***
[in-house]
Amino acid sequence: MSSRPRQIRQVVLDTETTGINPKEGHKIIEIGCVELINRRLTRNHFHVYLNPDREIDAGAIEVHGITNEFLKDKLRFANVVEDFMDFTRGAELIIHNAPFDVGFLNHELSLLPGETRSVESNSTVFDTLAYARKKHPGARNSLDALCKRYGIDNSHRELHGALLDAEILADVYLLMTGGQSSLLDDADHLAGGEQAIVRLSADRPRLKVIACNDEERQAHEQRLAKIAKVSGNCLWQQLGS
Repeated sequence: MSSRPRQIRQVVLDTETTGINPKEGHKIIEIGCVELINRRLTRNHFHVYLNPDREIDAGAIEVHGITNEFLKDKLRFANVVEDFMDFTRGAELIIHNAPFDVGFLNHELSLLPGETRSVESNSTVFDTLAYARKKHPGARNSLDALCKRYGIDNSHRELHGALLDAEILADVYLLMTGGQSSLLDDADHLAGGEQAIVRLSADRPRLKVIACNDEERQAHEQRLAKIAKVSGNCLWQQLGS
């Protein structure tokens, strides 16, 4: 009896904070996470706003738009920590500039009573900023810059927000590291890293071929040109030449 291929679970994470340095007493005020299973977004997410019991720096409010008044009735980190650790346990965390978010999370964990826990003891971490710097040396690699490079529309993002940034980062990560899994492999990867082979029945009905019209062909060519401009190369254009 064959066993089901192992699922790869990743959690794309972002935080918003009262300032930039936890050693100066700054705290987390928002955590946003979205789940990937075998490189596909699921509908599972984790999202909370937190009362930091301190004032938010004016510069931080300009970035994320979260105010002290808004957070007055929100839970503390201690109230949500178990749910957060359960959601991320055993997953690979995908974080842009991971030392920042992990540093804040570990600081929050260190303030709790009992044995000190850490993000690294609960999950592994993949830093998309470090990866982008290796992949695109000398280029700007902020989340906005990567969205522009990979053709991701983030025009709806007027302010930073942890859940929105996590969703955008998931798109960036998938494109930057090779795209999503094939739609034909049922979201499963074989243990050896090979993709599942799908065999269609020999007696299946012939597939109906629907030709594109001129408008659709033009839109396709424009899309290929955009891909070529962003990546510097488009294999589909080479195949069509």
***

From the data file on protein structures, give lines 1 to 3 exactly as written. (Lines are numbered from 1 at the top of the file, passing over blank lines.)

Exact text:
[in-house]
Amino acid sequence: MSSRPRQIRQVVLDTETTGINPKEGHKIIEIGCVELINRRLTRNHFHVYLNPDREIDAGAIEVHGITNEFLKDKLRFANVVEDFMDFTRGAELIIHNAPFDVGFLNHELSLLPGETRSVESNSTVFDTLAYARKKHPGARNSLDALCKRYGIDNSHRELHGALLDAEILADVYLLMTGGQSSLLDDADHLAGGEQAIVRLSADRPRLKVIACNDEERQAHEQRLAKIAKVSGNCLWQQLGS
Repeated sequence: MSSRPRQIRQVVLDTETTGINPKEGHKIIEIGCVELINRRLTRNHFHVYLNPDREIDAGAIEVHGITNEFLKDKLRFANVVEDFMDFTRGAELIIHNAPFDVGFLNHELSLLPGETRSVESNSTVFDTLAYARKKHPGARNSLDALCKRYGIDNSHRELHGALLDAEILADVYLLMTGGQSSLLDDADHLAGGEQAIVRLSADRPRLKVIACNDEERQAHEQRLAKIAKVSGNCLWQQLGS